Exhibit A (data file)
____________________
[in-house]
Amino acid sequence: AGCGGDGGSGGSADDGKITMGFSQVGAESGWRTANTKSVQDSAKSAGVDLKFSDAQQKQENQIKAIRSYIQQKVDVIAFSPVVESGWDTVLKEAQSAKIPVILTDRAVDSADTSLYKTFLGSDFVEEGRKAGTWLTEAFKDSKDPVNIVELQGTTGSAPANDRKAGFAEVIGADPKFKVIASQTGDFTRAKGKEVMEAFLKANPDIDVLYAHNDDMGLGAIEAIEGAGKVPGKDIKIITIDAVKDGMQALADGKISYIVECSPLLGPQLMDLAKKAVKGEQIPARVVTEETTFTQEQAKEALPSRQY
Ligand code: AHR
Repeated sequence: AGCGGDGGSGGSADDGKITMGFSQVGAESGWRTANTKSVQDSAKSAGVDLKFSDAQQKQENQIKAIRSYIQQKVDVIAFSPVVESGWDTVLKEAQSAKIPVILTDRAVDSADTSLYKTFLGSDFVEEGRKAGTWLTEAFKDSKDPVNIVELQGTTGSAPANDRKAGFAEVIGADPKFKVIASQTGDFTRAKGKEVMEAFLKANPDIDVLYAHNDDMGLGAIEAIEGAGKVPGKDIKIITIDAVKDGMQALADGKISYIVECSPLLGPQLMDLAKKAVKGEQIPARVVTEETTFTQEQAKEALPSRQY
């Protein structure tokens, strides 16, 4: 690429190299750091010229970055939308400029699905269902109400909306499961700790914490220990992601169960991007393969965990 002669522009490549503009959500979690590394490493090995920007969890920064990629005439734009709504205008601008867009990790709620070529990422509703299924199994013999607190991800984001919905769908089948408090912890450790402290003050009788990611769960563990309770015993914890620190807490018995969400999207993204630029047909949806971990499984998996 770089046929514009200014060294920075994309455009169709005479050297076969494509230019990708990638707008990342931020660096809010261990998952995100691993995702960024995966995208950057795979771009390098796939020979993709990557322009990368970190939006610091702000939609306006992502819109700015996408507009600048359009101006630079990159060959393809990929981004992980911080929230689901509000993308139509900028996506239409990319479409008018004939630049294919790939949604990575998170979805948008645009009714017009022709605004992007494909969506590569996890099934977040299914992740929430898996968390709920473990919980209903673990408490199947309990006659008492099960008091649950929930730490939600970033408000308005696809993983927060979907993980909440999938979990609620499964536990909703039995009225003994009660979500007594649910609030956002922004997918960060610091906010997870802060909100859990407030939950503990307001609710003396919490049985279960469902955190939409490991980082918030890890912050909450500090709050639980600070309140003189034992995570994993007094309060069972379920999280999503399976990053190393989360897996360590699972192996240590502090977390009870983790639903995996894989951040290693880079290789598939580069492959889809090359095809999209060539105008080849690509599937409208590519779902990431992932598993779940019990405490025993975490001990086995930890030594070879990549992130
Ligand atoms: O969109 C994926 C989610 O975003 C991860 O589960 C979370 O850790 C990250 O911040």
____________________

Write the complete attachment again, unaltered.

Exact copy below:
[in-house]
Amino acid sequence: AGCGGDGGSGGSADDGKITMGFSQVGAESGWRTANTKSVQDSAKSAGVDLKFSDAQQKQENQIKAIRSYIQQKVDVIAFSPVVESGWDTVLKEAQSAKIPVILTDRAVDSADTSLYKTFLGSDFVEEGRKAGTWLTEAFKDSKDPVNIVELQGTTGSAPANDRKAGFAEVIGADPKFKVIASQTGDFTRAKGKEVMEAFLKANPDIDVLYAHNDDMGLGAIEAIEGAGKVPGKDIKIITIDAVKDGMQALADGKISYIVECSPLLGPQLMDLAKKAVKGEQIPARVVTEETTFTQEQAKEALPSRQY
Ligand code: AHR
Repeated sequence: AGCGGDGGSGGSADDGKITMGFSQVGAESGWRTANTKSVQDSAKSAGVDLKFSDAQQKQENQIKAIRSYIQQKVDVIAFSPVVESGWDTVLKEAQSAKIPVILTDRAVDSADTSLYKTFLGSDFVEEGRKAGTWLTEAFKDSKDPVNIVELQGTTGSAPANDRKAGFAEVIGADPKFKVIASQTGDFTRAKGKEVMEAFLKANPDIDVLYAHNDDMGLGAIEAIEGAGKVPGKDIKIITIDAVKDGMQALADGKISYIVECSPLLGPQLMDLAKKAVKGEQIPARVVTEETTFTQEQAKEALPSRQY
């Protein structure tokens, strides 16, 4: 690429190299750091010229970055939308400029699905269902109400909306499961700790914490220990992601169960991007393969965990 002669522009490549503009959500979690590394490493090995920007969890920064990629005439734009709504205008601008867009990790709620070529990422509703299924199994013999607190991800984001919905769908089948408090912890450790402290003050009788990611769960563990309770015993914890620190807490018995969400999207993204630029047909949806971990499984998996 770089046929514009200014060294920075994309455009169709005479050297076969494509230019990708990638707008990342931020660096809010261990998952995100691993995702960024995966995208950057795979771009390098796939020979993709990557322009990368970190939006610091702000939609306006992502819109700015996408507009600048359009101006630079990159060959393809990929981004992980911080929230689901509000993308139509900028996506239409990319479409008018004939630049294919790939949604990575998170979805948008645009009714017009022709605004992007494909969506590569996890099934977040299914992740929430898996968390709920473990919980209903673990408490199947309990006659008492099960008091649950929930730490939600970033408000308005696809993983927060979907993980909440999938979990609620499964536990909703039995009225003994009660979500007594649910609030956002922004997918960060610091906010997870802060909100859990407030939950503990307001609710003396919490049985279960469902955190939409490991980082918030890890912050909450500090709050639980600070309140003189034992995570994993007094309060069972379920999280999503399976990053190393989360897996360590699972192996240590502090977390009870983790639903995996894989951040290693880079290789598939580069492959889809090359095809999209060539105008080849690509599937409208590519779902990431992932598993779940019990405490025993975490001990086995930890030594070879990549992130
Ligand atoms: O969109 C994926 C989610 O975003 C991860 O589960 C979370 O850790 C990250 O911040």